Roy Smith was an investment banker at Goldman Sachs for twenty years, and is also the author of books such as Global Banking, The Money Wars: The Rise & Fall of the Great Buyout Boom of the 1980s, Street Smarts: Linking Professional Conduct With Shareholder Value in the Securities Industry, etc. He wrote in the Introduction to this 2009 book, "The story of the transition of this industry from there to here is an extraordinary one... Many of these leaders made contributions that shaped the future of their firms for many years to come. Their stories make up much of the fabric of this book, which on the whole is aimed at providing a wide-angle historical look at the capital markets industry as it traveled from where it was back in the 1960s to where it is today." (Pg. 6)
He notes, "the Justice Department opened a criminal investigation to determine whether [CEO Richard] Fuld or others at Lehman had committed fraud in their statements as to the health and viability of the firm, and whether Lehman needed more capital when it said it didn't, during its last months of duress. Many Wall Street bankers would be unable to deny a certain amount of sympathy for Fuld, thinking how easily they, too, could have ended up in his shoes, had circumstances and timing been a little different." (Pg. 25)
He criticizes former Treasury secretary Henry Paulson's actions during the crisis: "Offended by the moral hazard of bailouts, he wanted to draw a line at Lehman, and did. He and [Fed chair Ben] Bernanke claim they had no authority to guarantee Lehman's assets, even briefly--but who was checking? Paulson's flip-flopping on TARP also came in for criticism. First he asked for $700 billion to stabilize the collapsing asset-based securities markets... Then he switched the strategy in favor of partially nationalizing the larger banks in the country, then suggested that having used about half of the fund, he was finished and would let the incoming administration decide what to do next... Finally, choosing to support the so-called healthy banks by large injections of government-owned capital may not have been the best way to aid them... Maybe it would have been better after all to have helped the distressed banks get rid of the troubled assets by forcing their sale to TARP." (Pg. 41-42)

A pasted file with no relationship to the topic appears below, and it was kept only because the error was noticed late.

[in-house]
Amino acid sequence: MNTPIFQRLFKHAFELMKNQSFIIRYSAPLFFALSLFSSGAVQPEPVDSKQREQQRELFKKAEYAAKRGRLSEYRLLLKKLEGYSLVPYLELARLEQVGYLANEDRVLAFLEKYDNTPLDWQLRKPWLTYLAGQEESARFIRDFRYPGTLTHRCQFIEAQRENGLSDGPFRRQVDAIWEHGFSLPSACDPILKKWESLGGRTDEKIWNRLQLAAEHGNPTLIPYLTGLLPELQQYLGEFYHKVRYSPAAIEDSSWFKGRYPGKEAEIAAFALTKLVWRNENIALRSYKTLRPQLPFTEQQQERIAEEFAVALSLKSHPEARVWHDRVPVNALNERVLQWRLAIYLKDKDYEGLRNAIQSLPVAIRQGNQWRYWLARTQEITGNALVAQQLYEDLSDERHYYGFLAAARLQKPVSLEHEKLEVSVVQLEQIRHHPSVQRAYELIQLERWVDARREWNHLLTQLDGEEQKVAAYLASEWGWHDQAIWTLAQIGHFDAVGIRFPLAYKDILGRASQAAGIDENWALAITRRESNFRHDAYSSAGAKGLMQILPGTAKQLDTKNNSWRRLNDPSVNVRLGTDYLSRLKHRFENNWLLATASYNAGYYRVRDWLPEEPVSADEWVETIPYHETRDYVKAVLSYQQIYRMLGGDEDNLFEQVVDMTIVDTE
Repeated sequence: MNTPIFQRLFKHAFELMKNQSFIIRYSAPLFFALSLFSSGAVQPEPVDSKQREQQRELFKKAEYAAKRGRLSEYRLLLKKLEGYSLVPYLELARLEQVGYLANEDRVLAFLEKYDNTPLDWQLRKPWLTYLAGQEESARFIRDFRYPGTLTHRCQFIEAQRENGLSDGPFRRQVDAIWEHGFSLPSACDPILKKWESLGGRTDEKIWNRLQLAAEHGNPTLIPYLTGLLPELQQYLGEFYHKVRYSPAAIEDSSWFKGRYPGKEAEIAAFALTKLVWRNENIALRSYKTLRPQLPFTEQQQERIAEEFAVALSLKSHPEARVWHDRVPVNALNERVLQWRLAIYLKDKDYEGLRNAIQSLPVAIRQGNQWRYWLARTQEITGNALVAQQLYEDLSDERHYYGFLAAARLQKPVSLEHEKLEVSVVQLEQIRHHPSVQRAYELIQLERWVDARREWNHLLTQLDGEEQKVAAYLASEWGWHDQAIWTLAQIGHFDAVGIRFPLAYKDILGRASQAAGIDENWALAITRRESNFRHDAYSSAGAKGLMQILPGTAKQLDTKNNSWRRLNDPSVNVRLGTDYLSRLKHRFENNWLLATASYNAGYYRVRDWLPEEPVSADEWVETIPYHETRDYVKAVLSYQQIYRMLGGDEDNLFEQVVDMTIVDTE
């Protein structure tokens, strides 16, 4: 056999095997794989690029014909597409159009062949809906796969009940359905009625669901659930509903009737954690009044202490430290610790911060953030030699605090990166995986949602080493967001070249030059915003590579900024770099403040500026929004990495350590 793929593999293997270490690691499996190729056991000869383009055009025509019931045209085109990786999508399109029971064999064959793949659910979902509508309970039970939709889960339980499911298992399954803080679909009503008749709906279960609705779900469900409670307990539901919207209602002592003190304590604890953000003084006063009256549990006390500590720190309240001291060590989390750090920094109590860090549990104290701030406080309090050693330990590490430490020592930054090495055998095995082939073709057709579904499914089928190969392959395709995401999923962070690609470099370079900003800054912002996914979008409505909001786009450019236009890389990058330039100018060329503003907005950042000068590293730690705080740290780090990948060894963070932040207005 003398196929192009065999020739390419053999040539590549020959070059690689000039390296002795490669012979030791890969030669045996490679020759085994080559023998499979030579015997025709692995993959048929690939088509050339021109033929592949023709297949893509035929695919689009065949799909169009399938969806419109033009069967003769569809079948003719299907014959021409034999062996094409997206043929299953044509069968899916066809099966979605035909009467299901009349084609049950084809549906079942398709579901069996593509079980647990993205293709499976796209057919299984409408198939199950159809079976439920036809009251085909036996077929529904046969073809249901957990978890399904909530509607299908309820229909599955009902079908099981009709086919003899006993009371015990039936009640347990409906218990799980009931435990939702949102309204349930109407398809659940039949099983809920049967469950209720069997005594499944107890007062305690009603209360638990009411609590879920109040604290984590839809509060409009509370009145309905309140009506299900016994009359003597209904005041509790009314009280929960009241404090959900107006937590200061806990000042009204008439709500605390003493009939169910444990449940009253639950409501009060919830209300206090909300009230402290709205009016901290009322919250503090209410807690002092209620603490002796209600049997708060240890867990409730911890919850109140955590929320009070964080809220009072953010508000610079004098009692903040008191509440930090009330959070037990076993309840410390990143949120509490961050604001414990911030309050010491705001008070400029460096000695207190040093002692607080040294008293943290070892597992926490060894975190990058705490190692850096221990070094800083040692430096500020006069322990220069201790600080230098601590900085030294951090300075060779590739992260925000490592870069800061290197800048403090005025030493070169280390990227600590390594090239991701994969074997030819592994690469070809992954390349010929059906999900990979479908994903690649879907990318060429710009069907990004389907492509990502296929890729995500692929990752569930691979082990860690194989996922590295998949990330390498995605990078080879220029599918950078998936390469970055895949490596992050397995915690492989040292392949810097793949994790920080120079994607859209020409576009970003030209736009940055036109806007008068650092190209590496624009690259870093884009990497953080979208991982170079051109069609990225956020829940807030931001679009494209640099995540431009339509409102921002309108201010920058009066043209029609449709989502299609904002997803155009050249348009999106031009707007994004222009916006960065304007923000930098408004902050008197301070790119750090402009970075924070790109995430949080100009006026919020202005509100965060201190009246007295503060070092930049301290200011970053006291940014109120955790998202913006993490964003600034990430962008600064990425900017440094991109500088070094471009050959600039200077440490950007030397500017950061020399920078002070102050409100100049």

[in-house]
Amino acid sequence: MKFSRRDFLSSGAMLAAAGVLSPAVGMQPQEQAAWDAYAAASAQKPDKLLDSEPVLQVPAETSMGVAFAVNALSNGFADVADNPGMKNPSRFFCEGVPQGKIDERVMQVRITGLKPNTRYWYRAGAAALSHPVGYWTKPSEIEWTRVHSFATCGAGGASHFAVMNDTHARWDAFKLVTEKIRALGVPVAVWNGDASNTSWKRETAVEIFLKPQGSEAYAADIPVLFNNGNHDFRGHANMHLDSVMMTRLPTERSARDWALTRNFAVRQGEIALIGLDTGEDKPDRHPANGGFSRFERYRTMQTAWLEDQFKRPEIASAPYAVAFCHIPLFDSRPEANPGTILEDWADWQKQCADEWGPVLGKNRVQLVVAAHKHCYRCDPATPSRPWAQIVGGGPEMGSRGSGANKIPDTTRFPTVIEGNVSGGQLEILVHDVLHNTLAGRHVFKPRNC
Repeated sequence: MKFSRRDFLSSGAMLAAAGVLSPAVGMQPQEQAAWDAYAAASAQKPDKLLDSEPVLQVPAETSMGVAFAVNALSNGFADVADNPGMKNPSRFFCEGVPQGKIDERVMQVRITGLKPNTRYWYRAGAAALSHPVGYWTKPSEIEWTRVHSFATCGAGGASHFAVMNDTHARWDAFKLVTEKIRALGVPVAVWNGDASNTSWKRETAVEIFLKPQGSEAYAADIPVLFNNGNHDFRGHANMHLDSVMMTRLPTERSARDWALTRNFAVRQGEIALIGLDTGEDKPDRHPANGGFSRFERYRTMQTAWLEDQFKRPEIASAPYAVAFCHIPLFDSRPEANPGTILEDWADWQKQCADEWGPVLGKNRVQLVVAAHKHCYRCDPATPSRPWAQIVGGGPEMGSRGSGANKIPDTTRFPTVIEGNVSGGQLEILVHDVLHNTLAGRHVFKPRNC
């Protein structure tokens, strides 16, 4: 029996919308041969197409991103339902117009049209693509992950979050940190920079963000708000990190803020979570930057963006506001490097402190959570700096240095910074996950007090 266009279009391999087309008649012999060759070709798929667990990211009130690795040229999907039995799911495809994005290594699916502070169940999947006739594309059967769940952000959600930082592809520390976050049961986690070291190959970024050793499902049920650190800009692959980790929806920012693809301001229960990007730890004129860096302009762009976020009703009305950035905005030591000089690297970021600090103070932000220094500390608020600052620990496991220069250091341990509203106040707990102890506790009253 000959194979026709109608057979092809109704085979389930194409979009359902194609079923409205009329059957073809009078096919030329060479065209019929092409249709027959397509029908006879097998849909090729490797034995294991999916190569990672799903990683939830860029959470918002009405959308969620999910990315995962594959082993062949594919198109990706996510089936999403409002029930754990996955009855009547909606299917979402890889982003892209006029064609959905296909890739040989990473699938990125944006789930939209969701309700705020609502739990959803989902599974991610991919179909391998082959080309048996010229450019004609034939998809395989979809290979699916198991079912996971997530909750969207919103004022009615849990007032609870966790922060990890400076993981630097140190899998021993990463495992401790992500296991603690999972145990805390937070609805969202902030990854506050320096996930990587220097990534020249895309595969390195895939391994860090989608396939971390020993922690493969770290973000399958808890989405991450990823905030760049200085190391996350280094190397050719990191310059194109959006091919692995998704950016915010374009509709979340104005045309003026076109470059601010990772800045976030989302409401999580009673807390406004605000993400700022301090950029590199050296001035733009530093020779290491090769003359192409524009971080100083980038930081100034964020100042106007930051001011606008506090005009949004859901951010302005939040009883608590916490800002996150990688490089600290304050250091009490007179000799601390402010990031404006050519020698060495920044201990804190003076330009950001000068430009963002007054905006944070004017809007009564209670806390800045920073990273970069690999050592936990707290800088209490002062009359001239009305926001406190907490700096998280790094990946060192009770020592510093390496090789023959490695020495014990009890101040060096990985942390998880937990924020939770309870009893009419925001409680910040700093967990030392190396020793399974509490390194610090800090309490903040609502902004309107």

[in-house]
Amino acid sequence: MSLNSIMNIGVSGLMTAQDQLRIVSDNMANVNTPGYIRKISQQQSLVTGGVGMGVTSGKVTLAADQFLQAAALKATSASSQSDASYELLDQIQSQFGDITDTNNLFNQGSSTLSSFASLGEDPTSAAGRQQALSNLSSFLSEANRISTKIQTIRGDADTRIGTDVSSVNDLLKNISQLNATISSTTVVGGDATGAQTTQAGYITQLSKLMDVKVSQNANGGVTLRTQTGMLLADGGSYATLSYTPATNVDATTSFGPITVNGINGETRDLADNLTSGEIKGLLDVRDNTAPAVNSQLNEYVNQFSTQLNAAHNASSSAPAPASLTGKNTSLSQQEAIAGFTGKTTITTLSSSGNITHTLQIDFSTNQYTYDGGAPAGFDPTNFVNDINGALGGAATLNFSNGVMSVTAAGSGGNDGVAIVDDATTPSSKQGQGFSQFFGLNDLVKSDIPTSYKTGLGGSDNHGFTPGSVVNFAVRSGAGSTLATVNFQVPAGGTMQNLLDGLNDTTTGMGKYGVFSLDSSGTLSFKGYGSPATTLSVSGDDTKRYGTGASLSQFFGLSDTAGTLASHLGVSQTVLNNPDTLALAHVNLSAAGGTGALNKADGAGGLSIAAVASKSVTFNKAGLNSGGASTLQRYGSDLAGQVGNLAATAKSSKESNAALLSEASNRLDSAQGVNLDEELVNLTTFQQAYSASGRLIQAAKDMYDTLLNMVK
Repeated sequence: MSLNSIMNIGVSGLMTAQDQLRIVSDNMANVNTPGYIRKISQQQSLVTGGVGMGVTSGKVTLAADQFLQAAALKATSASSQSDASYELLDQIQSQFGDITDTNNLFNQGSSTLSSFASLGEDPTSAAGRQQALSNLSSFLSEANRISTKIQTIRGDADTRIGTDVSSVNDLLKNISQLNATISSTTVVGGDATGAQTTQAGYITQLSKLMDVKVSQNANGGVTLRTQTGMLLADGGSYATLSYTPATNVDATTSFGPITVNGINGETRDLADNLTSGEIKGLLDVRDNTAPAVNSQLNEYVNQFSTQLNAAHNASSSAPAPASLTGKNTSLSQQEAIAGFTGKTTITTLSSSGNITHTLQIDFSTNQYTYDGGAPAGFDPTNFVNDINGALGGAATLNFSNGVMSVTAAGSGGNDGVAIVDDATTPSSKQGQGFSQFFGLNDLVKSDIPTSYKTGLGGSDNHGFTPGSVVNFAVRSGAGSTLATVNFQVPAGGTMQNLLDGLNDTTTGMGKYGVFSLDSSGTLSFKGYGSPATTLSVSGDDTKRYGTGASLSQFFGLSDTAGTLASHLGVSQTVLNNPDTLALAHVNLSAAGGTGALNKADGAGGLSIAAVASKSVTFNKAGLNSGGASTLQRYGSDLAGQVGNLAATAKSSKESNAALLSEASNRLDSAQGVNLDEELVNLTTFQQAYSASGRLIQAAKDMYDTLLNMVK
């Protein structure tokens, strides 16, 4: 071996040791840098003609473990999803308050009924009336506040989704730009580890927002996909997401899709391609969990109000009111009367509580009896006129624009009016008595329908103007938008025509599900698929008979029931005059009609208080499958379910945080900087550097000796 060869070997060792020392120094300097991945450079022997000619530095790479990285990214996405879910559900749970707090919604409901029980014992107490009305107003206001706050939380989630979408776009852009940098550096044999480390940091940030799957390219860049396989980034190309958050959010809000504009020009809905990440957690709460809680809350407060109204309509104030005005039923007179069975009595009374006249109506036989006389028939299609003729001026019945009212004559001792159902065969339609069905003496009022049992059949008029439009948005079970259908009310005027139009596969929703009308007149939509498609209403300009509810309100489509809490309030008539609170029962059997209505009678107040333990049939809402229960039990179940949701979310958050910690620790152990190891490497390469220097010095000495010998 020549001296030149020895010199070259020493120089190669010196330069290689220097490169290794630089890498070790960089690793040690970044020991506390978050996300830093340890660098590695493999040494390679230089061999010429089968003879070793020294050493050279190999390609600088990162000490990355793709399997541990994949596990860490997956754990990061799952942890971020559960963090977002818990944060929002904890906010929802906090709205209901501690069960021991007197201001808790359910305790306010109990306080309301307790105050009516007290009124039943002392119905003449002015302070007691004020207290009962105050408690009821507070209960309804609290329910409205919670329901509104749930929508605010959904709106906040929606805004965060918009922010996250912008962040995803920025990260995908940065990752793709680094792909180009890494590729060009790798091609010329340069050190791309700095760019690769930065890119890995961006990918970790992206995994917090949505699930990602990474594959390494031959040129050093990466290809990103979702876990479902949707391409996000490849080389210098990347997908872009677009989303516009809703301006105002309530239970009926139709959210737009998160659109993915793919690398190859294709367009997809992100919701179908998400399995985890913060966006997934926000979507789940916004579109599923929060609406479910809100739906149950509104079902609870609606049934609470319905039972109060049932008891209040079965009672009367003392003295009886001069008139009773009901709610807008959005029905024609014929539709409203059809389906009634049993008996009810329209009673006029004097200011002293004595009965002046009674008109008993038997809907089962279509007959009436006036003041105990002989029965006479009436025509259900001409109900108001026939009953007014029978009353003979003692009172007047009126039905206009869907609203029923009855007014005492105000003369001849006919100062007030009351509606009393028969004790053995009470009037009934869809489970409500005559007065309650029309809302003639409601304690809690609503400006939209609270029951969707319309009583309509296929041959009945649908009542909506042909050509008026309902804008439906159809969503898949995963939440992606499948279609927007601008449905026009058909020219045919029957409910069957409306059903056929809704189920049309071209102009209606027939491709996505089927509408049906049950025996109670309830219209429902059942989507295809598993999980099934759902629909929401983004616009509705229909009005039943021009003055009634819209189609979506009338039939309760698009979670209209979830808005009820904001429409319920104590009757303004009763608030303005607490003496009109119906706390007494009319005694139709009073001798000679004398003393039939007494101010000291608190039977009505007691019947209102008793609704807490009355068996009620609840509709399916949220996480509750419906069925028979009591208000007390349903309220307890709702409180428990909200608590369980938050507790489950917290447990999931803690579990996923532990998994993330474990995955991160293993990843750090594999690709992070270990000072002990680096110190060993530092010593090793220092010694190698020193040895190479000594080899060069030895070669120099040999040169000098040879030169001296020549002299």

He observes, "Certainly in retrospect it is obvious that no one was watching Merrill's trillion-dollar balance sheet and worrying about the increasing mortgage-exposures that were occurring while the market was softening." (Pg. 345) He suggests, "Citigroup had become something of a zombie, unable to get itself into a profitable mode, staggered by the weight of troubled assets that it had been unable or unwilling to sell, and stuffed to the gills with government capital that it is supposed to repay within a few years... The government's role, originally described as passive, was proving to be anything but." (Pg. 373)
He also argues, "Many Americans ... were convinced that any bonuses at all for top executives of Wall Street firms would constitute 'excess compensation.' But none actually got any: no Wall Street CEO taking TARP money received a bonus in 2008, and the same was true for most of their senior colleagues. Not only did those responsible receive no bonuses, but the value of the stock in their companies ... dropped by 70 percent or more, leaving them, collectively, with billions of dollars of unrealized losses. That's pay for performance, isn't it?" (Pg. 376)
Smith's apologetical defense of Wall Street is a rather unusual one among books on the crisis, but it is very much worth reading, to get a full picture of the 2007-2009 crisis.